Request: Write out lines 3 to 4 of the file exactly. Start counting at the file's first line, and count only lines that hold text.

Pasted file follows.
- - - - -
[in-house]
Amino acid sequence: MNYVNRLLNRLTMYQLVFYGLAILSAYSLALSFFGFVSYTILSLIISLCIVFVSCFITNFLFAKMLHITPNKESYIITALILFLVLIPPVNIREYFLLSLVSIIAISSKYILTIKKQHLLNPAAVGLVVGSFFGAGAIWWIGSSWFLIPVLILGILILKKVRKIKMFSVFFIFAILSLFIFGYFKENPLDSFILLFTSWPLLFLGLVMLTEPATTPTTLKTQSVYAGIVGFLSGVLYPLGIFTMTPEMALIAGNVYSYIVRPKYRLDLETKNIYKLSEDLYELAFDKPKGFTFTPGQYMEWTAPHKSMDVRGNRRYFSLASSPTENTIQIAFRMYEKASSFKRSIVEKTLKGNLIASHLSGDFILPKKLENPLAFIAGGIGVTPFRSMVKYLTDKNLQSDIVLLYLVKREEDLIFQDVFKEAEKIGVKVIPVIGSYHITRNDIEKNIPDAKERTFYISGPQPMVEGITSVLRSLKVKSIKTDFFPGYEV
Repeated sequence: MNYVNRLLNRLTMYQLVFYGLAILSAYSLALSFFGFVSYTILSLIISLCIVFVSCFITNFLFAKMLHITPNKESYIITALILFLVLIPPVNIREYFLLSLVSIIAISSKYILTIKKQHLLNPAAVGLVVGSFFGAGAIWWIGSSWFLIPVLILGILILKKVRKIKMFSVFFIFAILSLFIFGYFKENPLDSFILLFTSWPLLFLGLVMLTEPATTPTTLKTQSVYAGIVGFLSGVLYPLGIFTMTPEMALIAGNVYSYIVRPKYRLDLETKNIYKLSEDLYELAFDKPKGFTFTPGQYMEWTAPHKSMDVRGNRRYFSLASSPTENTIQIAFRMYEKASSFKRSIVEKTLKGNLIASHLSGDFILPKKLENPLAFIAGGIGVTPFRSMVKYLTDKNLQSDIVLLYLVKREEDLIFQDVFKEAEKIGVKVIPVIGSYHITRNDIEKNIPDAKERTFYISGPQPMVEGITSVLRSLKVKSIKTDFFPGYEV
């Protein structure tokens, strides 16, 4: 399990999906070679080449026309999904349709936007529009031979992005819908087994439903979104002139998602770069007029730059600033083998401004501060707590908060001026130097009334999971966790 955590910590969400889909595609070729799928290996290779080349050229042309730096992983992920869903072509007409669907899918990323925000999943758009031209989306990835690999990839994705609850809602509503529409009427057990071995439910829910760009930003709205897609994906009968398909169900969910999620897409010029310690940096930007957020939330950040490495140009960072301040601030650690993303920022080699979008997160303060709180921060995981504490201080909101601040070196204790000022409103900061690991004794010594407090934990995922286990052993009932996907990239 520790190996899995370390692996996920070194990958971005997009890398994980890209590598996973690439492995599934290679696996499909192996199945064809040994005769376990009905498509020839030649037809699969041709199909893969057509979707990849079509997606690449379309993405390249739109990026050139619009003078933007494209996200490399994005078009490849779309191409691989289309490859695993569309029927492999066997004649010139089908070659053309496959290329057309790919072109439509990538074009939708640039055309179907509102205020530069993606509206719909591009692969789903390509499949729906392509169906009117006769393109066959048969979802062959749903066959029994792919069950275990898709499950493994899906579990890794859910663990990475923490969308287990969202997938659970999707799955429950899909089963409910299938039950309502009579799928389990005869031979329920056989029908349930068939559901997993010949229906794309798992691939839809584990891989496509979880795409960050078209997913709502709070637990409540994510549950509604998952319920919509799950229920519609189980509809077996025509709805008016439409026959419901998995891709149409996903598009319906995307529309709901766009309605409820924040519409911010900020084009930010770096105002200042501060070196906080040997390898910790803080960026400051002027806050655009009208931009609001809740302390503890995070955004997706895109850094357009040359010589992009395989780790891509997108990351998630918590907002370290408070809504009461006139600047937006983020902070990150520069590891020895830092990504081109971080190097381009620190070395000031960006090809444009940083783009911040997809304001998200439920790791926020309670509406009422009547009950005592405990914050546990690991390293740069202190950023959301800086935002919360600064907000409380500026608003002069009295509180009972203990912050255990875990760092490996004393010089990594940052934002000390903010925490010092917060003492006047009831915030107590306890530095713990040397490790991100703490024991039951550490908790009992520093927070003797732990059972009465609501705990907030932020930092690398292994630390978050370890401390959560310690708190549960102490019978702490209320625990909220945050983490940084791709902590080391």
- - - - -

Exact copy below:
Repeated sequence: MNYVNRLLNRLTMYQLVFYGLAILSAYSLALSFFGFVSYTILSLIISLCIVFVSCFITNFLFAKMLHITPNKESYIITALILFLVLIPPVNIREYFLLSLVSIIAISSKYILTIKKQHLLNPAAVGLVVGSFFGAGAIWWIGSSWFLIPVLILGILILKKVRKIKMFSVFFIFAILSLFIFGYFKENPLDSFILLFTSWPLLFLGLVMLTEPATTPTTLKTQSVYAGIVGFLSGVLYPLGIFTMTPEMALIAGNVYSYIVRPKYRLDLETKNIYKLSEDLYELAFDKPKGFTFTPGQYMEWTAPHKSMDVRGNRRYFSLASSPTENTIQIAFRMYEKASSFKRSIVEKTLKGNLIASHLSGDFILPKKLENPLAFIAGGIGVTPFRSMVKYLTDKNLQSDIVLLYLVKREEDLIFQDVFKEAEKIGVKVIPVIGSYHITRNDIEKNIPDAKERTFYISGPQPMVEGITSVLRSLKVKSIKTDFFPGYEV
């Protein structure tokens, strides 16, 4: 399990999906070679080449026309999904349709936007529009031979992005819908087994439903979104002139998602770069007029730059600033083998401004501060707590908060001026130097009334999971966790 955590910590969400889909595609070729799928290996290779080349050229042309730096992983992920869903072509007409669907899918990323925000999943758009031209989306990835690999990839994705609850809602509503529409009427057990071995439910829910760009930003709205897609994906009968398909169900969910999620897409010029310690940096930007957020939330950040490495140009960072301040601030650690993303920022080699979008997160303060709180921060995981504490201080909101601040070196204790000022409103900061690991004794010594407090934990995922286990052993009932996907990239 520790190996899995370390692996996920070194990958971005997009890398994980890209590598996973690439492995599934290679696996499909192996199945064809040994005769376990009905498509020839030649037809699969041709199909893969057509979707990849079509997606690449379309993405390249739109990026050139619009003078933007494209996200490399994005078009490849779309191409691989289309490859695993569309029927492999066997004649010139089908070659053309496959290329057309790919072109439509990538074009939708640039055309179907509102205020530069993606509206719909591009692969789903390509499949729906392509169906009117006769393109066959048969979802062959749903066959029994792919069950275990898709499950493994899906579990890794859910663990990475923490969308287990969202997938659970999707799955429950899909089963409910299938039950309502009579799928389990005869031979329920056989029908349930068939559901997993010949229906794309798992691939839809584990891989496509979880795409960050078209997913709502709070637990409540994510549950509604998952319920919509799950229920519609189980509809077996025509709805008016439409026959419901998995891709149409996903598009319906995307529309709901766009309605409820924040519409911010900020084009930010770096105002200042501060070196906080040997390898910790803080960026400051002027806050655009009208931009609001809740302390503890995070955004997706895109850094357009040359010589992009395989780790891509997108990351998630918590907002370290408070809504009461006139600047937006983020902070990150520069590891020895830092990504081109971080190097381009620190070395000031960006090809444009940083783009911040997809304001998200439920790791926020309670509406009422009547009950005592405990914050546990690991390293740069202190950023959301800086935002919360600064907000409380500026608003002069009295509180009972203990912050255990875990760092490996004393010089990594940052934002000390903010925490010092917060003492006047009831915030107590306890530095713990040397490790991100703490024991039951550490908790009992520093927070003797732990059972009465609501705990907030932020930092690398292994630390978050370890401390959560310690708190549960102490019978702490209320625990909220945050983490940084791709902590080391």